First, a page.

PHOENIX - Arizona has two Democratic U.S. senators for the first time since the 1950s, but their hold on the swing-state seats could be tenuous, according to recent polling.

Sen. Mark Kelly, who is up for reelection next year, and Sen. Kyrsten Sinema, who doesn’t have to run again until 2024, each are viewed more unfavorably than favorably by likely Arizona voters, according to findings by OH Predictive Insights.

"Both Sinema and Kelly have work to do if they want to hold onto their seats," Mike Noble, the Phoenix-based firms chief of research said in a press release.

"For Sinema, she must rebuild some of the bridges she seems to have burned with voters in her own party. For Kelly, he will likely have to navigate a midterm environment with an unpopular Democratic president."

The findings reported Monday by OH Predictive Insights were based on an opt-in panel survey conducted Nov. 1-8, with a margin of error of 3.7%.

The results showed Kelly was viewed favorably by 41% of Arizona voters and unfavorably by 48%. President Joe Biden had similar numbers, at 43% favorable and 54% unfavorable.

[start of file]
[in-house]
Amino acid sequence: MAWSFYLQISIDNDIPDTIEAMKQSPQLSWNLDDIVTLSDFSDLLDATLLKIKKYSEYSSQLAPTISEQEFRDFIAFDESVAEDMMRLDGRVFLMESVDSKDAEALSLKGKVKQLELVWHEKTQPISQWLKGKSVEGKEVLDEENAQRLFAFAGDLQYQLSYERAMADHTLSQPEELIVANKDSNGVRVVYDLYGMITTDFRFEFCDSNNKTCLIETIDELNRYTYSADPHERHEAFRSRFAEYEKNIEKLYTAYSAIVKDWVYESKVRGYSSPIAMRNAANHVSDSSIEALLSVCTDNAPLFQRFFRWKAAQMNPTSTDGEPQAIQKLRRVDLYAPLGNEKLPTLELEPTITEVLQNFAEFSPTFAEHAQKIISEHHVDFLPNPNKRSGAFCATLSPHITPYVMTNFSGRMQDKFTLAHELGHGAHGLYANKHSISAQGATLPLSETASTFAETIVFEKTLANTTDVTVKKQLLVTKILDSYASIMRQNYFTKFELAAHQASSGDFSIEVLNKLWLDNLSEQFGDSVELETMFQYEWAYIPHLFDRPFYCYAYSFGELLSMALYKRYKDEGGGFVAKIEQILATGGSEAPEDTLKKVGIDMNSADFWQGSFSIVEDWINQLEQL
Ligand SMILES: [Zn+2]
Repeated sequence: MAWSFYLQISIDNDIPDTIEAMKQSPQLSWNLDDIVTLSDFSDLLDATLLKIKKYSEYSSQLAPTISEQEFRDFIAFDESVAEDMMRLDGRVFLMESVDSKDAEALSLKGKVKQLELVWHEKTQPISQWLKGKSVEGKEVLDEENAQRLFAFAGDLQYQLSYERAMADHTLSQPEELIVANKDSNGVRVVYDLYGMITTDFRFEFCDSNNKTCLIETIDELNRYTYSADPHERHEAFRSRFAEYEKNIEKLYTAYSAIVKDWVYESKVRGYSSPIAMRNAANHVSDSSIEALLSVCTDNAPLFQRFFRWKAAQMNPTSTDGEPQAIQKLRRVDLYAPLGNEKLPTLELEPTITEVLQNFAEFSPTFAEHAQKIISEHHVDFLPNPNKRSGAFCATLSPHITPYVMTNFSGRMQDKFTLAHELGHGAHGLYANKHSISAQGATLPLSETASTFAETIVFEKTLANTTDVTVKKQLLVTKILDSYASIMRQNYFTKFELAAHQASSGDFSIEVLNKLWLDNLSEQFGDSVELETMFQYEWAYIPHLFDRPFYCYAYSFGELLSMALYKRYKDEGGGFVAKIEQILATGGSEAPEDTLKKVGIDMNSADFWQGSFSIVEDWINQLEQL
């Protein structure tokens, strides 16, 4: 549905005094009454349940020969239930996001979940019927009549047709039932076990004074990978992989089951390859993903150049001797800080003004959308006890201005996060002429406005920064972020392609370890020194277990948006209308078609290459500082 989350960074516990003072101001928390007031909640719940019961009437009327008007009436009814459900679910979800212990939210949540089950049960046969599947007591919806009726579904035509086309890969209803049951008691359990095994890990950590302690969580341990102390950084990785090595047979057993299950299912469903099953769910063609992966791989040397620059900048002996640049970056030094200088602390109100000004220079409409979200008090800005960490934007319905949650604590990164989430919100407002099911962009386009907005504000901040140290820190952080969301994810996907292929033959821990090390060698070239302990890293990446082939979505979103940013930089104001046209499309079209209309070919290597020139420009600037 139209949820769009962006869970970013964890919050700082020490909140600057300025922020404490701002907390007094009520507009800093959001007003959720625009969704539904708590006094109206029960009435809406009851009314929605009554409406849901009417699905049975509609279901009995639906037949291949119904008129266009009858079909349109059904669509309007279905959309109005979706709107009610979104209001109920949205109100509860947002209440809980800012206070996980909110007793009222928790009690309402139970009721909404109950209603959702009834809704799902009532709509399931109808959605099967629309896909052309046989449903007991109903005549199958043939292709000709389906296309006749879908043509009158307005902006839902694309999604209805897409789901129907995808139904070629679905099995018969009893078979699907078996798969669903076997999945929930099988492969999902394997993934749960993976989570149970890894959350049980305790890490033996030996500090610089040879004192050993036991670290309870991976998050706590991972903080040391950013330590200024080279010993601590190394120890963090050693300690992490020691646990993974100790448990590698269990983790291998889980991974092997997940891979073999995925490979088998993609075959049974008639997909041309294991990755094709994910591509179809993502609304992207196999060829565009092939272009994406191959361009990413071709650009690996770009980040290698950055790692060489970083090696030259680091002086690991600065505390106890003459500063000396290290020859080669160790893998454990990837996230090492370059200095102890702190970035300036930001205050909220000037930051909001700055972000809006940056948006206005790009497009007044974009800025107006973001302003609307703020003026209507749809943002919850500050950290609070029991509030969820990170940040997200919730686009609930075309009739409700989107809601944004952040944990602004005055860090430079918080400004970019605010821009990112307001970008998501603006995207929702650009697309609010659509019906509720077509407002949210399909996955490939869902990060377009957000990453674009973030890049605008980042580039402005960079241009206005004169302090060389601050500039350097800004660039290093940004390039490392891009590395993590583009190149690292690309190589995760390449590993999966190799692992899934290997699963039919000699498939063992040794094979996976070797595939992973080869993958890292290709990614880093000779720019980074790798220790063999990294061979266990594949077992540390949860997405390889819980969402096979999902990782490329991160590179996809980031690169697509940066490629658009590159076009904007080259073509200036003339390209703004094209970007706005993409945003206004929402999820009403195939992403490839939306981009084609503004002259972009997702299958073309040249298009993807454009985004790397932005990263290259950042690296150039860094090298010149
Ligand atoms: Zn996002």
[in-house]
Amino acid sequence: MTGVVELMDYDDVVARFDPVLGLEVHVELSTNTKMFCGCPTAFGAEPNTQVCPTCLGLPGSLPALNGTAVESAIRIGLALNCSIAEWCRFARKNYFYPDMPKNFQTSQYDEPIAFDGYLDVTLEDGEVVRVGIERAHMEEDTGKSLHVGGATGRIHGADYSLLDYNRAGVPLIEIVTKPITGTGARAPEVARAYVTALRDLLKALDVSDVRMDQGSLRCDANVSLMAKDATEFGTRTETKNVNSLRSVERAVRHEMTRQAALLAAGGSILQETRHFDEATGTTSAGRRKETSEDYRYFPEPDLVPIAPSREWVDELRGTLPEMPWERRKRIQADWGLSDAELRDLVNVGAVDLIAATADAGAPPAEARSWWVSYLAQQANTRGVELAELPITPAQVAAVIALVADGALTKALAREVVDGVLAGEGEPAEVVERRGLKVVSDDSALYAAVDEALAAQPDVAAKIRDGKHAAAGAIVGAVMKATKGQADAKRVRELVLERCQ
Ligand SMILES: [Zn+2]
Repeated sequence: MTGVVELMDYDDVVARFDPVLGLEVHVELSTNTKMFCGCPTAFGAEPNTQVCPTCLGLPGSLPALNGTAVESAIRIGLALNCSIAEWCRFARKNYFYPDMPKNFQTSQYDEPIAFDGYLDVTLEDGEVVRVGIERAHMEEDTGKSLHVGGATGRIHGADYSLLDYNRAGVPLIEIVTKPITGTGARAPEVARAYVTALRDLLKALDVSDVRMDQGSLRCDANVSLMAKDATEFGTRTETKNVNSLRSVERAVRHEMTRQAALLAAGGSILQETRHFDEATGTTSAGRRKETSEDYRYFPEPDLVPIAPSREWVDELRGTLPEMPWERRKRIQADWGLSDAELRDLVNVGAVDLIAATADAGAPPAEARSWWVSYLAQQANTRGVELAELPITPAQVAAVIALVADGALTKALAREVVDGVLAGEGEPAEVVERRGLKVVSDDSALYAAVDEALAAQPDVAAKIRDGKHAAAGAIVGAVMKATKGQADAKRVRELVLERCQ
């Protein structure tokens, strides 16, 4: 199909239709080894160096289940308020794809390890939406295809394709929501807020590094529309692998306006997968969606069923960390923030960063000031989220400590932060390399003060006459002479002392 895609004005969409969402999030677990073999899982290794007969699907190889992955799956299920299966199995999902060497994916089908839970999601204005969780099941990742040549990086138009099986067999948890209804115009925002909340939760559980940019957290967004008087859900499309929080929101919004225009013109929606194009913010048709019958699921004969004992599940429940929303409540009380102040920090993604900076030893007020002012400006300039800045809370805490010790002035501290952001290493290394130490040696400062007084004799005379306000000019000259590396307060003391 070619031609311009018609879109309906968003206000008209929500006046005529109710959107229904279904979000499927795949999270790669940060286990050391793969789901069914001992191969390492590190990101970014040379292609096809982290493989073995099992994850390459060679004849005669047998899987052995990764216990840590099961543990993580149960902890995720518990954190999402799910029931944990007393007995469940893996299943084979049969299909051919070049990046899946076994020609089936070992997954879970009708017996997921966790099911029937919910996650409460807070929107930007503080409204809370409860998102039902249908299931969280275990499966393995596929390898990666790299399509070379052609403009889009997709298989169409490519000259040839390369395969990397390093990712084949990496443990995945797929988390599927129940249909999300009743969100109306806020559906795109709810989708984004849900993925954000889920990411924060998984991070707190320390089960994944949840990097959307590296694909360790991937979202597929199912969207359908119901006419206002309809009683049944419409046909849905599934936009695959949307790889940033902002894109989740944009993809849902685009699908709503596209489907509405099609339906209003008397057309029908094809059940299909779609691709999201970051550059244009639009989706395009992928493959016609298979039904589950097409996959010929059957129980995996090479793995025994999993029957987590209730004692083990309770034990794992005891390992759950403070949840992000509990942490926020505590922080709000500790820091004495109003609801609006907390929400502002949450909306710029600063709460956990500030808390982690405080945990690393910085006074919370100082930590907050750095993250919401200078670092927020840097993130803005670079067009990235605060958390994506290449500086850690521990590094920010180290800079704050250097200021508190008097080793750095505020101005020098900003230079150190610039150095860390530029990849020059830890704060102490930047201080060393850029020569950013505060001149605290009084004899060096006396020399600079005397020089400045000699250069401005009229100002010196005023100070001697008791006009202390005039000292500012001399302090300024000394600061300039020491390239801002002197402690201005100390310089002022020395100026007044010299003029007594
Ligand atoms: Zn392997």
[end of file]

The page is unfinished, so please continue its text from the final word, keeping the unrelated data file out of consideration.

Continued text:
“As President Biden faces his lowest approval ratings since taking office, voters are turning their frustration to Democratic candidates," Noble said.

"That's something Sen. Kelly should keep in mind as he faces reelection in one of the country's closest swing states.”

Sinema was doing better with the state's general electorate than Kelly or Biden, with 45% unfavorable and 42% favorable, but she's in danger of failing to get her party's nomination.

Nearly three-quarters of Democrats said they'd prefer a Democrat other than Sinema to be senator. Only 26% of Democrats wanted to see Sinema reelected. That wasn't much different than the 21% of Republicans who preferred her.

In Democratic polling of hypothetical head-to-head primary matchups, U.S. Reps. Ruben Gallego and Greg Stanton and Arizona Superintendent of Public Instruction Kathy Hoffman each beat Sinema by at least 20 percentage points.

"Sinema's holding out on the reconciliation bill caused a lot of political pressure from the left wing of her party, and her numbers were beginning to sour because of it," Noble said.

A bright spot for Democrats, however, is that 62% of all voters said they'd prefer Sinema or some other Democrat over a Republican.